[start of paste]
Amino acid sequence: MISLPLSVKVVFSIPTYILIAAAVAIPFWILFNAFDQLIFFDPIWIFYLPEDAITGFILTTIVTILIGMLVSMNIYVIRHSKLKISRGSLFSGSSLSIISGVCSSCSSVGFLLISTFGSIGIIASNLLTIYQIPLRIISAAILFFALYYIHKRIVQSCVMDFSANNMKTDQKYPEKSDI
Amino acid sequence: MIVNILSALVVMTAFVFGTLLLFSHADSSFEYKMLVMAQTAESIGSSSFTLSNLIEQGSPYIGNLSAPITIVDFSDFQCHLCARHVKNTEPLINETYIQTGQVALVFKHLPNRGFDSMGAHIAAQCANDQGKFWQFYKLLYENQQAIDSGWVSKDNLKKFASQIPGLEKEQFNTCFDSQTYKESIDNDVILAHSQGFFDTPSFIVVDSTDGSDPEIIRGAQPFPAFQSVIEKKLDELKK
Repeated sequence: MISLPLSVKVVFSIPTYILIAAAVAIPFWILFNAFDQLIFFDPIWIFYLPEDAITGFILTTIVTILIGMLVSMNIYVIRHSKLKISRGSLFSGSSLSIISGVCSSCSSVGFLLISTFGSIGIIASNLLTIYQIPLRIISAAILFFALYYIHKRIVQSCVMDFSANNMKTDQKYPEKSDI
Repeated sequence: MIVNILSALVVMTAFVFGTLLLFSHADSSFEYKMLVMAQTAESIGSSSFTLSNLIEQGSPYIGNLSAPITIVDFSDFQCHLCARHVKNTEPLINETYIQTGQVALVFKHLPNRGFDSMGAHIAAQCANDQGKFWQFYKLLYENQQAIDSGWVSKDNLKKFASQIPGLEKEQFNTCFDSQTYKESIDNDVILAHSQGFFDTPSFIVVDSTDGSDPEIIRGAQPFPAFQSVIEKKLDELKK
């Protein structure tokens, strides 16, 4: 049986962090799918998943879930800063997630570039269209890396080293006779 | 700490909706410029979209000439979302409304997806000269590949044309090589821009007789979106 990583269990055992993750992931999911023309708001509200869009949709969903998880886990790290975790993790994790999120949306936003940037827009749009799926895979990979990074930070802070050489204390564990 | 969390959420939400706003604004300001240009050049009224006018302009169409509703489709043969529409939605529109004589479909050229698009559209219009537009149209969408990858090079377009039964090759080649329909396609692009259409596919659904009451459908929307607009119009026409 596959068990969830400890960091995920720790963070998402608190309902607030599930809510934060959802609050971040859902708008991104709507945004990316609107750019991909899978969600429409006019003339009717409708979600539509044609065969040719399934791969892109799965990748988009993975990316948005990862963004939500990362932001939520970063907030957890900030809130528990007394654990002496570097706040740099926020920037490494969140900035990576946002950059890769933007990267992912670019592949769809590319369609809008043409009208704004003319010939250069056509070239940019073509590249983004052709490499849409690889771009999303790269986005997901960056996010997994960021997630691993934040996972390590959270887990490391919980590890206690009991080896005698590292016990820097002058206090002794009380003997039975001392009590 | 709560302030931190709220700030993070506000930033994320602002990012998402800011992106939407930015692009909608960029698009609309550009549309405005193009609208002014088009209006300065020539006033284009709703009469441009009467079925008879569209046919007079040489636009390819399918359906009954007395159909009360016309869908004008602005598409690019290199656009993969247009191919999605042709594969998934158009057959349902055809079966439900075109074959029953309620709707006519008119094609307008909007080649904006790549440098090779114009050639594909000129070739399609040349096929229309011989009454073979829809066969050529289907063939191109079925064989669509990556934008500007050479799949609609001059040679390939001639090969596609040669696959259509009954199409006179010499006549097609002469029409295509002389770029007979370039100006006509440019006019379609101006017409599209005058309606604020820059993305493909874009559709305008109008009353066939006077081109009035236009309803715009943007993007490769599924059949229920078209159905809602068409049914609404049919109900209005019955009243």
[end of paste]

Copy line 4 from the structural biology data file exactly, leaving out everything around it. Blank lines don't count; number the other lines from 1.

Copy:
Repeated sequence: MIVNILSALVVMTAFVFGTLLLFSHADSSFEYKMLVMAQTAESIGSSSFTLSNLIEQGSPYIGNLSAPITIVDFSDFQCHLCARHVKNTEPLINETYIQTGQVALVFKHLPNRGFDSMGAHIAAQCANDQGKFWQFYKLLYENQQAIDSGWVSKDNLKKFASQIPGLEKEQFNTCFDSQTYKESIDNDVILAHSQGFFDTPSFIVVDSTDGSDPEIIRGAQPFPAFQSVIEKKLDELKK